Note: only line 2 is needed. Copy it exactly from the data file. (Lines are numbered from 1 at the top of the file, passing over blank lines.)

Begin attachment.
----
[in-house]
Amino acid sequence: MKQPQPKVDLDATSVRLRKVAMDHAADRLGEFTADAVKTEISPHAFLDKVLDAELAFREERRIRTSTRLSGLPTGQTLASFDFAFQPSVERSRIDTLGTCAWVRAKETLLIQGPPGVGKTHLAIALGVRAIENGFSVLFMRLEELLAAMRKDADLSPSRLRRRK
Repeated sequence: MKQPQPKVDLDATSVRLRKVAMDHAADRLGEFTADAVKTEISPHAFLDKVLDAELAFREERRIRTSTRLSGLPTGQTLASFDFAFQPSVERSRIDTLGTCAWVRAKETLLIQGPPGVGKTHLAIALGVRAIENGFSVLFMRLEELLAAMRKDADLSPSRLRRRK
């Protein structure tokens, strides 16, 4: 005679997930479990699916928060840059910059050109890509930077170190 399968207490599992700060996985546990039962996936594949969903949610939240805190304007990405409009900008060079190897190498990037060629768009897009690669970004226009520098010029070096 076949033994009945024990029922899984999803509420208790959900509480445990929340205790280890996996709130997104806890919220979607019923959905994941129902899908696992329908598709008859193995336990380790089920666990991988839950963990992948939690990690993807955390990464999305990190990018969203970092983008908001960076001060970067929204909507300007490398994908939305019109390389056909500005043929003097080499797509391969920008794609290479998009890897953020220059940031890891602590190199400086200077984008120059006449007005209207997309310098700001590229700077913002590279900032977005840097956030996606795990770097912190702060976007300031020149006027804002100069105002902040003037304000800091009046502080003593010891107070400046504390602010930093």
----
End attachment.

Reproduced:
Amino acid sequence: MKQPQPKVDLDATSVRLRKVAMDHAADRLGEFTADAVKTEISPHAFLDKVLDAELAFREERRIRTSTRLSGLPTGQTLASFDFAFQPSVERSRIDTLGTCAWVRAKETLLIQGPPGVGKTHLAIALGVRAIENGFSVLFMRLEELLAAMRKDADLSPSRLRRRK